Theresa May was in China for a diplomatic visit last week. This trip showed that, at the start of 2018, links between the UK and China will continue to be supported. Here we cover three headlines from the trip: trade, education and Chinese culture.

Chinese people often give foreign visitors a nickname, and Theresa May is known affectionately as “Auntie May” in the Chinese press and on social media. Follow us on Facebook and Twitter for more daily insights into China.

The UK PM looks out from a Chinese pagoda

Trade deals

Theresa May kicked off her diplomatic tour by meeting the Chinese Premier Li Keqiang. The Premier’s main responsibilities are economic, social and development policies, so Li was an important first contact for May.

A huge trade delegation accompanied the British PM, including some trade giants but also lots of smaller businesses. May and Li agreed $12.75 billion USD (£9.12 billion) worth of trade deals, and both leaders committed to the strengthening of the Golden Age of cooperation between the two countries.

Speaking with Chinese Premier Li Keqiang

Big trade deals are great news for British businesses working with China. Both countries are committed to keeping trade access open, and Premier Li said that any change in UK-EU relations would not change the economic agreements between the two countries.

Interested in how you can make as good an impression as “Auntie May” with your Chinese partners? Our Learn China @ Waterloo event includes a session on business etiquette!

Education ties

Education is particularly important in connecting British and Chinese students, who are separated by distance and language. May wants to “enable more children and more young people than ever to share their ideas about our two great nations”, a sentiment we couldn’t agree more with!

“Auntie May” being greeted by Chinese students

The delegation agreed programmes for more teachers from the UK and China swapping places for training and development. The delegation also launched the “English is GREAT” campaign, which encourages English language education throughout China.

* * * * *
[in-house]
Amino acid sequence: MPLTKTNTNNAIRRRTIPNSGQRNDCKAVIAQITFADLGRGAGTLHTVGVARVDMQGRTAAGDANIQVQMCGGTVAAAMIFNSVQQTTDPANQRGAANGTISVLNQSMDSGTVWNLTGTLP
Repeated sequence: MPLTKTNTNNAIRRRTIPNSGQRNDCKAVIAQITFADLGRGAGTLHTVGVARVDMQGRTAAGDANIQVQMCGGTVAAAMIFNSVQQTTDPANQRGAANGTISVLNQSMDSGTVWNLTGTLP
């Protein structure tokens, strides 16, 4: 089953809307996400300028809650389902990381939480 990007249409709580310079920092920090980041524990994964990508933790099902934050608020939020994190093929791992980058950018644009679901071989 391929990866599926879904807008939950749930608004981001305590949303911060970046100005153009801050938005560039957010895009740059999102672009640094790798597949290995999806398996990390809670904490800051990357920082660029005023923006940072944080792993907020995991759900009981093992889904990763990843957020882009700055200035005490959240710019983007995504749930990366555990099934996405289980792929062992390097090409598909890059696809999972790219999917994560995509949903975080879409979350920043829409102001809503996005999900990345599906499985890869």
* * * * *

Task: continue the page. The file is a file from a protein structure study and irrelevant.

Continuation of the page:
Funding for these educational opportunities is over £550m, which will create hundreds of jobs in the UK.

At Dragons we think that a “Chinese is GREAT” campaign would be a great initiative. Help us to show that the UK believes in the importance of learning languages too!

Chinese Culture

A big part of being a foreign guest in China is demonstrating a willingness to learn some aspects of Chinese culture, and Auntie May did not disappoint!

Chinese New Year is coming up on Friday 16th February, and May was went to a traditional paper cutting session to get into the spirit. Her and husband Phillip both cut out the character “fú”, meaning luck. Here is a picture of them holding the character upside down:

“Luck arrives”

Some commentators in Britain thought this was an error which would offend her Chinese hosts. However, as so often in China, this is actually a word game. In Chinese “upside down luck” sounds exactly the same as “luck arrives”, and people paste the character upside down onto doors at Chinese New Year to ask for luck throughout the year!

Some newspapers in the UK mistakenly ran this as a story about Auntie May’s lack of sensitivity to the Chinese culture. Want to ensure you avoid similar mistakes when working with China? Join our free Learn China @ Waterloo crash course and we can give you some pointers!